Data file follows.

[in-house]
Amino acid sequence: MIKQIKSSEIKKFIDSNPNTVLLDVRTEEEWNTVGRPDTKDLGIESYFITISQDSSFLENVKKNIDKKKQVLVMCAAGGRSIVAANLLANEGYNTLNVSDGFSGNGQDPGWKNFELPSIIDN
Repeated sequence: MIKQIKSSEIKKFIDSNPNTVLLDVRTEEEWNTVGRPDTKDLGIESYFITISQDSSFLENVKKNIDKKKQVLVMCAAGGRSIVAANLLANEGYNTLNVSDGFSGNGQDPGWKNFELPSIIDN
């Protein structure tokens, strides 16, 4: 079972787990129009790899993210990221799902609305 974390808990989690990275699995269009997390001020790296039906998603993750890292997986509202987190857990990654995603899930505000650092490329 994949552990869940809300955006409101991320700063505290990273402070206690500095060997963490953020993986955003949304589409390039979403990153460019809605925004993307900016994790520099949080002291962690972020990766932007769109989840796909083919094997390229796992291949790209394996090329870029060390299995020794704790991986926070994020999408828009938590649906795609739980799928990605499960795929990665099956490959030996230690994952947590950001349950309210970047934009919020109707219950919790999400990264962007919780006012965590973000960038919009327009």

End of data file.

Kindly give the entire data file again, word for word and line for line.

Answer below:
[in-house]
Amino acid sequence: MIKQIKSSEIKKFIDSNPNTVLLDVRTEEEWNTVGRPDTKDLGIESYFITISQDSSFLENVKKNIDKKKQVLVMCAAGGRSIVAANLLANEGYNTLNVSDGFSGNGQDPGWKNFELPSIIDN
Repeated sequence: MIKQIKSSEIKKFIDSNPNTVLLDVRTEEEWNTVGRPDTKDLGIESYFITISQDSSFLENVKKNIDKKKQVLVMCAAGGRSIVAANLLANEGYNTLNVSDGFSGNGQDPGWKNFELPSIIDN
């Protein structure tokens, strides 16, 4: 079972787990129009790899993210990221799902609305 974390808990989690990275699995269009997390001020790296039906998603993750890292997986509202987190857990990654995603899930505000650092490329 994949552990869940809300955006409101991320700063505290990273402070206690500095060997963490953020993986955003949304589409390039979403990153460019809605925004993307900016994790520099949080002291962690972020990766932007769109989840796909083919094997390229796992291949790209394996090329870029060390299995020794704790991986926070994020999408828009938590649906795609739980799928990605499960795929990665099956490959030996230690994952947590950001349950309210970047934009919020109707219950919790999400990264962007919780006012965590973000960038919009327009």